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Macquarie’s new CEO strikes a blow for asset management – and women

The announcement on Thursday that Shemara Wikramanayake will replace Nicholas Moore as CEO of Macquarie Group in November is significant for two reasons.


The first is that it underlines the fact that Macquarie is now far more of an asset manager than an investment bank.

Wikramanayake has run the asset management unit, with A$495.1 billion under management, for a decade. In the 2018 financial year, Macquarie Asset Management accounted for 33% of group net profit, the biggest of the five constituent businesses at Macquarie; it is now among the top 50 asset managers in the world.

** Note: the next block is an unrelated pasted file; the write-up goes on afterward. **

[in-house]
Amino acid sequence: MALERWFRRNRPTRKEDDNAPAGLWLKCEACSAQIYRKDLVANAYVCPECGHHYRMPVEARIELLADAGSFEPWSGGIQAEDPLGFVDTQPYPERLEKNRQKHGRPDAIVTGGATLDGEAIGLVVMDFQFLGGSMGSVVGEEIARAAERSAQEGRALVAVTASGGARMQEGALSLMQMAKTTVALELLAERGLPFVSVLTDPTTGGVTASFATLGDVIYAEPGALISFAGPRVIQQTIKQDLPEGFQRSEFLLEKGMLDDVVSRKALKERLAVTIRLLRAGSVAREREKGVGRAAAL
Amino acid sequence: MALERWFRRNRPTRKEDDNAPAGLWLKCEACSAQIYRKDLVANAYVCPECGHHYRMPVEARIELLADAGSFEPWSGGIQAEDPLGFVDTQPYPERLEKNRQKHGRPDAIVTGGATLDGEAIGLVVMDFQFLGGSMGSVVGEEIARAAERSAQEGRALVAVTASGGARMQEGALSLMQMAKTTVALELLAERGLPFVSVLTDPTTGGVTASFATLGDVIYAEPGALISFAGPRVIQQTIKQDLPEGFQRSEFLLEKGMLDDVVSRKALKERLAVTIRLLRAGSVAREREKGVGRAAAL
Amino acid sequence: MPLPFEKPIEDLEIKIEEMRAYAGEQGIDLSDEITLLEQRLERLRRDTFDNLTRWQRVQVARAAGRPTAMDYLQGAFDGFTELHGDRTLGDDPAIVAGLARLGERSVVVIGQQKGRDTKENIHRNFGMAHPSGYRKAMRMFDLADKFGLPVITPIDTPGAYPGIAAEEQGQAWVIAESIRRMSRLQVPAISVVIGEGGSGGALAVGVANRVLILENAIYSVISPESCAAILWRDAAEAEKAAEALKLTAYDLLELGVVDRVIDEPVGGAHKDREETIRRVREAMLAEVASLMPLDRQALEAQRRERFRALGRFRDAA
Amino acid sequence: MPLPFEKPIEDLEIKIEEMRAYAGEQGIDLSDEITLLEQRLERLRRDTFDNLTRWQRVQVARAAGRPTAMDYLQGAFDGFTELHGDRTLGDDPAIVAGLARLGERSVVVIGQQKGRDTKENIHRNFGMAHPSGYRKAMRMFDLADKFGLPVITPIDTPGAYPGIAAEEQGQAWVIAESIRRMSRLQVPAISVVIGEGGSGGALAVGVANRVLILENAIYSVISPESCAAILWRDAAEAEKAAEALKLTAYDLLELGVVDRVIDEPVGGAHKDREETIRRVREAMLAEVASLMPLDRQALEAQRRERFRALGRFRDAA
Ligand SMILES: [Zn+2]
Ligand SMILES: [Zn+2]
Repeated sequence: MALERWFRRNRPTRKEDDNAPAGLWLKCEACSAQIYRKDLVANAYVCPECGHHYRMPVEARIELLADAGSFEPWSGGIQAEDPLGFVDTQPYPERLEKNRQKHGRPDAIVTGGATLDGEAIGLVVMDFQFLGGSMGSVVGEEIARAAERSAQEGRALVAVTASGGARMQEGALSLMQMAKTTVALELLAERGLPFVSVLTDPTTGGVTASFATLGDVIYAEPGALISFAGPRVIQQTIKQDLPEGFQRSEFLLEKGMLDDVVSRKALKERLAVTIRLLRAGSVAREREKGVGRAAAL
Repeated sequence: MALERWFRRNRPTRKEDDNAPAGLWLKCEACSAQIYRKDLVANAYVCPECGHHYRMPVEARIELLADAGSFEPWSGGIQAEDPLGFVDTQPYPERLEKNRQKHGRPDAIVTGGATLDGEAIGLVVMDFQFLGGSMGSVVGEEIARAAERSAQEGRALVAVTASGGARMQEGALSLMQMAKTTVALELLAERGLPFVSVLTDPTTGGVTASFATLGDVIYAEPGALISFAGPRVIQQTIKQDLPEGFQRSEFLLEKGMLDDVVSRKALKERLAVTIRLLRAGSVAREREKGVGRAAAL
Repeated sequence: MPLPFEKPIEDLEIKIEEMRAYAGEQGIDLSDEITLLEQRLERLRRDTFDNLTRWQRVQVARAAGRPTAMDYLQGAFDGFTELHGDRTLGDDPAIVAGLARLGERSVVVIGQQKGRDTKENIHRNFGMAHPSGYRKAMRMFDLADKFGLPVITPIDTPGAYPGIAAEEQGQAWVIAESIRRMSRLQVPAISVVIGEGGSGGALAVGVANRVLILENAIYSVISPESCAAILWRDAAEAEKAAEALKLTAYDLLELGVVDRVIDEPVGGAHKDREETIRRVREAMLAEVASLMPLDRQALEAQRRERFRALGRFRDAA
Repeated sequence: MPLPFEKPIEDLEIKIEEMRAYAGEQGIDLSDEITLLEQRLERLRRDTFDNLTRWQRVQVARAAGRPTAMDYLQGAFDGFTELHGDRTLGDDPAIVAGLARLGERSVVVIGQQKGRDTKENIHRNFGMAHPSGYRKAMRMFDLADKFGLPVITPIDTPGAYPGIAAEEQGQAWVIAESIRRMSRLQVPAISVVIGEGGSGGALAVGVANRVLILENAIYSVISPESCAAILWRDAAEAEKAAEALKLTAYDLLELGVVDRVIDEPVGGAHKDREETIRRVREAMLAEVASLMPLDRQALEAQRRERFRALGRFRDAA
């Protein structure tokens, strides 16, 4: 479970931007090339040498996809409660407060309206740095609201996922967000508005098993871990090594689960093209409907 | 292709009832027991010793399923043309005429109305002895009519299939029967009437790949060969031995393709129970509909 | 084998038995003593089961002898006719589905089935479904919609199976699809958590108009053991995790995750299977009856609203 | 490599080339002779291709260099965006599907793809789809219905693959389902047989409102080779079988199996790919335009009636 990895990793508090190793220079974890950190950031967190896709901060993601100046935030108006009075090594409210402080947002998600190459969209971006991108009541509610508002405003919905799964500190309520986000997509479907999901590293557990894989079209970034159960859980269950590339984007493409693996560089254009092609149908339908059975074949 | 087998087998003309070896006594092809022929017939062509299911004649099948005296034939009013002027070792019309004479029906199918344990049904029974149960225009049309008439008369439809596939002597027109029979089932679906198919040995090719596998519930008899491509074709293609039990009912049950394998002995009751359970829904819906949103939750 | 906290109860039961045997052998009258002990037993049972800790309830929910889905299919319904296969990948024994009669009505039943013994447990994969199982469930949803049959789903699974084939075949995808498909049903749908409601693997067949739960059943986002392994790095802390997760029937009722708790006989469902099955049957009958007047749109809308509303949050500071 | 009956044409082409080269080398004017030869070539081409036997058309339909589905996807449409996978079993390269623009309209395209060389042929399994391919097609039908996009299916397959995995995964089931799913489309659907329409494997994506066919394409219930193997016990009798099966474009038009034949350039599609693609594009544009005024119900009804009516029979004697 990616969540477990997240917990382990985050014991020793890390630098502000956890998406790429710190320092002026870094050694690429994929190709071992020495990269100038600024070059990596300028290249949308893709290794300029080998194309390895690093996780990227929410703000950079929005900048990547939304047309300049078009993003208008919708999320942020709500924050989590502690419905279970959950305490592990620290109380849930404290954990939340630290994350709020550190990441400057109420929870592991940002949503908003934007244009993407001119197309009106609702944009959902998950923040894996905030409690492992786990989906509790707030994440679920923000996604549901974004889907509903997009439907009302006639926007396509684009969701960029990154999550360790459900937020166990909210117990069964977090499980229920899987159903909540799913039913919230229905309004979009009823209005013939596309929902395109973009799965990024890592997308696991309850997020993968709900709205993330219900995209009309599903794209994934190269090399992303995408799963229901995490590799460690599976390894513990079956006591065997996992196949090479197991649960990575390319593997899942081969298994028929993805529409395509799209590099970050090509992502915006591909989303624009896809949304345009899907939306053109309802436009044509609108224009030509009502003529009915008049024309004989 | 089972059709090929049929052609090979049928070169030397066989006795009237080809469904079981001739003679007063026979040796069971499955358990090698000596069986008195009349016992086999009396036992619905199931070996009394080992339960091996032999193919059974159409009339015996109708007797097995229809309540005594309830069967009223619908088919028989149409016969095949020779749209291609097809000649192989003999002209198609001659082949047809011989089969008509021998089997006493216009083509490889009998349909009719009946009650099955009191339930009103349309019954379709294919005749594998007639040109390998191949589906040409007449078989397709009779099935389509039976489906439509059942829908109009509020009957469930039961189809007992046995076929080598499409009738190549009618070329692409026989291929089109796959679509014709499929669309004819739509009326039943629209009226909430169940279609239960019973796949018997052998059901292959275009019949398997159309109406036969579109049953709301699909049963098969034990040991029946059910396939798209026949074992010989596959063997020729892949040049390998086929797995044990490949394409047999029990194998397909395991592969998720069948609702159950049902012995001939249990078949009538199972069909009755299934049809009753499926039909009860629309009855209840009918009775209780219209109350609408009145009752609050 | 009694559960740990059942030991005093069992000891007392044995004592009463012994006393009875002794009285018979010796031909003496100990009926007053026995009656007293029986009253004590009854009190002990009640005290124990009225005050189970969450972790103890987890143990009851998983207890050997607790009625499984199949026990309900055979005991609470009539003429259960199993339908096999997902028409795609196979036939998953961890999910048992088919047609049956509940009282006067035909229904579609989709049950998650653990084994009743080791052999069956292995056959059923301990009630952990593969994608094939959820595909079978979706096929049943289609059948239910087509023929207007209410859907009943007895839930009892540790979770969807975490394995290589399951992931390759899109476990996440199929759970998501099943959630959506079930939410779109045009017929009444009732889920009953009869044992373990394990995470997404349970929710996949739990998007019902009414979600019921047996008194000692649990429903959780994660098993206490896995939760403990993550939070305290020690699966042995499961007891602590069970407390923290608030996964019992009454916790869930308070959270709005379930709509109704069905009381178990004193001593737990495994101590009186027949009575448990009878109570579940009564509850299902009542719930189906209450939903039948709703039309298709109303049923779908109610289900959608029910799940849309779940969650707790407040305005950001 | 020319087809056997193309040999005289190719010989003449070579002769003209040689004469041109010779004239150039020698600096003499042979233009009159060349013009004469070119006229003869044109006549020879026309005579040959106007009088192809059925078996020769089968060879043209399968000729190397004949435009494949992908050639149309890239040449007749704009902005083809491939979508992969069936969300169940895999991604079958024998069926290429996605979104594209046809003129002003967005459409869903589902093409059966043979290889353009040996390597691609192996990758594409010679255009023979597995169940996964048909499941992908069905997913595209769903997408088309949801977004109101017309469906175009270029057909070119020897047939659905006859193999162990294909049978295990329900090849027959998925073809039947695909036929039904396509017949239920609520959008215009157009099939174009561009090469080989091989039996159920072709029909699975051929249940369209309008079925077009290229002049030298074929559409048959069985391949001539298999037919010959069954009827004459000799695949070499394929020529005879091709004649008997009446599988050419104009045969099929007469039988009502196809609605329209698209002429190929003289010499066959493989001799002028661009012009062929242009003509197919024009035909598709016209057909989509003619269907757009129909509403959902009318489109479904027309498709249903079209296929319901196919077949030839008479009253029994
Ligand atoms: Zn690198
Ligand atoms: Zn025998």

During Wikramanayake’s tenure – she took over the business in 2008, but has been with Macquarie since 1987 – the whole bank has been reinvented, with 70% of profits now coming from what Moore calls annuity-style businesses (asset management, corporate and asset finance, banking) and only 30% from capital markets-facing businesses (Macquarie Capital, commodities and global markets).

That’s how it’s going to stay. Businesses such as asset management are predictable, robust and generate strong and diversified income streams. Her appointment simply cements it.

The other significance is that, even 10 years on from Gail Kelly taking the CEO job at Westpac, women are still rare at the chief executive level in Australian financial services.

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